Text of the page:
Born Apr 13, 1913 in Evansville, IN. Wade Ray was a popular fiddler who performed in concert and on radio and television for over three decades; unfortunately, despite his long career, he only cut a few singles in the 1950s and two old-time revival albums during the '60s. He was born in 1913 in Evansville, Indiana, but raised in Boynton, Arkansas. At age four, his parents gave him a homemade violin made out of a cigar box; the following year he was playing a real one on stage, billed as "the Youngest Violin Player in the World." Ray soon gained quite a following, and also learned to play the tenor banjo before joining the Orpheum Vaudeville Circuit and touring Indiana until 1931, when he turned 18. He next joined Pappy Cheshire's National Champion Hillbillies on a St. Louis radio station, and remained there as a musician and musical director until he was inducted into the Army in 1943. He then joined the Prairie Ramblers on the WLS Chicago National Barn Dance, where he recorded and performed with Patsy Montana.
In 1949, he left the show to record with the Ozark Mountain Boys. Ray next appeared on the Rex Allen Show on CBS-TV in Los Angeles, and also made his feature film debut in Hollywood. During the '50s and '60s, he also made guest appearances on the Grand Ole Opry and the Ernest Tubb Show. Between 1951 and 1957, Ray released 23 singles for RCA, but none of them appeared on the charts. In 1966 he cut the album A Ray of Country Sun; his second album, Down Yonder - The Country Fiddlers, featured a number of former country stars. In 1979, he moved to join the KSD-AM St. Louis roadshow, but poor health forced him to leave. Eventually Ray moved to Florida to retire. -Sandra Brennan
Born Nov 18, 1912 in Cullman County, AL. Jimmy Swan rose from dirt farmer's son to band leader, giving jobs to Hank Locklin and Hank Williams in the bargain. At one point, Swan was seen as a potential successor to Williams, but his musical sensibilities, spawned in Birmingham, Alabama before World War II and at the honky tonks around Hattiesburg, Mississippi immediately after the war, failed to match the public's changing taste. As a hillbilly and honky tonk singer, he was initially one of the very few white artists on the tiny Trumpet label (best remembered as the early recording home of Sonny Boy Williamson II), where he had some success in the early 1950s, but he later found his music too out of style to sell in serious numbers.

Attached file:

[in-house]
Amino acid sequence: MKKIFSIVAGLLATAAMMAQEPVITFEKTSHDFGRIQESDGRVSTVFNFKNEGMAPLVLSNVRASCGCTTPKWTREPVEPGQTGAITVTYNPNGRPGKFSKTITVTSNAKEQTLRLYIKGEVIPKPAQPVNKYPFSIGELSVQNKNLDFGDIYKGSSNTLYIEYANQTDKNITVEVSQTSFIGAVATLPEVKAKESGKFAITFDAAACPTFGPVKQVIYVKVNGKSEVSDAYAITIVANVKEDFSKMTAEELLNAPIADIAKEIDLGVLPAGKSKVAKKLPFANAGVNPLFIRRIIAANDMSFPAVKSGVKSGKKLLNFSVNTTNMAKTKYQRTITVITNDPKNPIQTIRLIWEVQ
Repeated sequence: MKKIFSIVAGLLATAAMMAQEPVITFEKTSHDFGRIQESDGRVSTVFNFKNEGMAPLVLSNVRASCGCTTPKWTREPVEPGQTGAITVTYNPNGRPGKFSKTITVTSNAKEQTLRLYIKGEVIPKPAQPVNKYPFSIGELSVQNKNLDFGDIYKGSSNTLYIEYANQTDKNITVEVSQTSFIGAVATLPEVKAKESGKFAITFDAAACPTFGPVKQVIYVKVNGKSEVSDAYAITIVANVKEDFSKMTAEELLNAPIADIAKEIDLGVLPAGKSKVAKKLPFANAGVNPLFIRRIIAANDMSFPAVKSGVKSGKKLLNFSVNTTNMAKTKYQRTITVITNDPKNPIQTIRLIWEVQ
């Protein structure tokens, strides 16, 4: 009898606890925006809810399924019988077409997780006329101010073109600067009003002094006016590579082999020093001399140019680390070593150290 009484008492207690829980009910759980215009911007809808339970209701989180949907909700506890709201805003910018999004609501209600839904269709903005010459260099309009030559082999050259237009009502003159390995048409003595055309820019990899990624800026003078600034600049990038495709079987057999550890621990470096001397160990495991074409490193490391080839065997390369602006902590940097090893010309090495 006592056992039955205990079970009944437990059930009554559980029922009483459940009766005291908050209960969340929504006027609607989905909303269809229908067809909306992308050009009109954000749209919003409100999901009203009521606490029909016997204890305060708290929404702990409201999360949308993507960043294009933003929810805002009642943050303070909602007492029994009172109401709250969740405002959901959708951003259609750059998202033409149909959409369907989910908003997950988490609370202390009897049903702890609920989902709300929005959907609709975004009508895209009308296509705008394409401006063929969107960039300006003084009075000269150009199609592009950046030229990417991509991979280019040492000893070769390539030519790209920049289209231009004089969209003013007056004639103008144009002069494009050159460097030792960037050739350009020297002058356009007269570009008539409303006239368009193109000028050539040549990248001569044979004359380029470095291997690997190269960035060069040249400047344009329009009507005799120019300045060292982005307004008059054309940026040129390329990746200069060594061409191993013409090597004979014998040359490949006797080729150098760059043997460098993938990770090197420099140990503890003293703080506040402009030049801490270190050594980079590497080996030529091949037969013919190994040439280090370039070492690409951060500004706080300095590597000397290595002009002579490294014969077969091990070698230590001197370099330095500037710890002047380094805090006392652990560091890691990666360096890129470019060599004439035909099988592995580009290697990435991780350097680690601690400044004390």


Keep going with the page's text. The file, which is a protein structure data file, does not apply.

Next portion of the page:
Swan was born into a farm family, but his father abandoned them before he was old enough to walk, and he was raised in Birmingham, Alabama, where he sold newspapers and shone shoes on the street to help make ends meet, living at near-starvation level after the death of his mother in the late 1920s. Among his clientele during the shoe-shining phase of his life was Jimmie Rodgers, the Singing Brakeman, whom the young Swan encountered in a pool hall, and who also influenced Swan as an aspiring singer. By 1928, when the 15-year-old won a singing contest at a local radio station, he began thinking that he might have a future in music.
Swan ended up living the life of a hobo when things got really bad, riding the rails and ending up in Mississippi just about the time that the stock market crash of 1929 ushered in the Great Depression. By then he was 17, married, and working on various farms - this and the birth of several children was to keep him out of music professionally until early in the 1940s, when he formed his own band. By that time he was living near Mobile, and the guitarist he chose for that first band in 1944 was another Alabama shipyard worker named Hank Locklin. Swan also occasionally availed himself of the services of another guitarist with a future as a singer, Hank Williams, who was knocking around Mobile at the time.
After World War II, living in Hattiesburg, Mississippi, Swan got regular radio gigs on several stations, weeknight shows at various honky tonks, and Saturday night shows at the Hattiesburg Civic Center. By 1948, however, he'd given up music because he didn't like playing the honky tonks and witnessing their drunkenness and violence, and instead became a radio disc jockey. Apart from his Saturday night shows at the Civic Center, he left music, and didn't return full-time until 1952, when Swan become one of a tiny handful of white artists signed to Lillian McMurry's Trumpet Records label.